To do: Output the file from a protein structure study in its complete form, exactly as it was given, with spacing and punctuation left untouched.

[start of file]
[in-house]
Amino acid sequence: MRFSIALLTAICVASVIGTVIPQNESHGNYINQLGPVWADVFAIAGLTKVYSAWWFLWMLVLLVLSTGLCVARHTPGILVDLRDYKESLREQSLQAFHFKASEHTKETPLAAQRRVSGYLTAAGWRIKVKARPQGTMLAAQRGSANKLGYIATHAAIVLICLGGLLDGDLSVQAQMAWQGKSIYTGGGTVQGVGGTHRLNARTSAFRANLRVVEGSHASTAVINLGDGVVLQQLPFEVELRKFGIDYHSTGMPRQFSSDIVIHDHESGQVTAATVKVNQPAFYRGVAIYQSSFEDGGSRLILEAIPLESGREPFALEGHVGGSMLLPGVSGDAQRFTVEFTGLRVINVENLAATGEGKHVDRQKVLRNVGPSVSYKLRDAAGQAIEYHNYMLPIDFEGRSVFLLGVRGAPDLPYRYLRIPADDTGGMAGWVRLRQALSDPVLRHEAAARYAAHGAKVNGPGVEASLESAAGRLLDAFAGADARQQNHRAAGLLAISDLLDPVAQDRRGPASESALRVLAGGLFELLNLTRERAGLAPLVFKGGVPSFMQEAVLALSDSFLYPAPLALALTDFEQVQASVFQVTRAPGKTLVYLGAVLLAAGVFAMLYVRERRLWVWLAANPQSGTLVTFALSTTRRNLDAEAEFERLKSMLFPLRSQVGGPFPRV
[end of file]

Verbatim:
[in-house]
Amino acid sequence: MRFSIALLTAICVASVIGTVIPQNESHGNYINQLGPVWADVFAIAGLTKVYSAWWFLWMLVLLVLSTGLCVARHTPGILVDLRDYKESLREQSLQAFHFKASEHTKETPLAAQRRVSGYLTAAGWRIKVKARPQGTMLAAQRGSANKLGYIATHAAIVLICLGGLLDGDLSVQAQMAWQGKSIYTGGGTVQGVGGTHRLNARTSAFRANLRVVEGSHASTAVINLGDGVVLQQLPFEVELRKFGIDYHSTGMPRQFSSDIVIHDHESGQVTAATVKVNQPAFYRGVAIYQSSFEDGGSRLILEAIPLESGREPFALEGHVGGSMLLPGVSGDAQRFTVEFTGLRVINVENLAATGEGKHVDRQKVLRNVGPSVSYKLRDAAGQAIEYHNYMLPIDFEGRSVFLLGVRGAPDLPYRYLRIPADDTGGMAGWVRLRQALSDPVLRHEAAARYAAHGAKVNGPGVEASLESAAGRLLDAFAGADARQQNHRAAGLLAISDLLDPVAQDRRGPASESALRVLAGGLFELLNLTRERAGLAPLVFKGGVPSFMQEAVLALSDSFLYPAPLALALTDFEQVQASVFQVTRAPGKTLVYLGAVLLAAGVFAMLYVRERRLWVWLAANPQSGTLVTFALSTTRRNLDAEAEFERLKSMLFPLRSQVGGPFPRV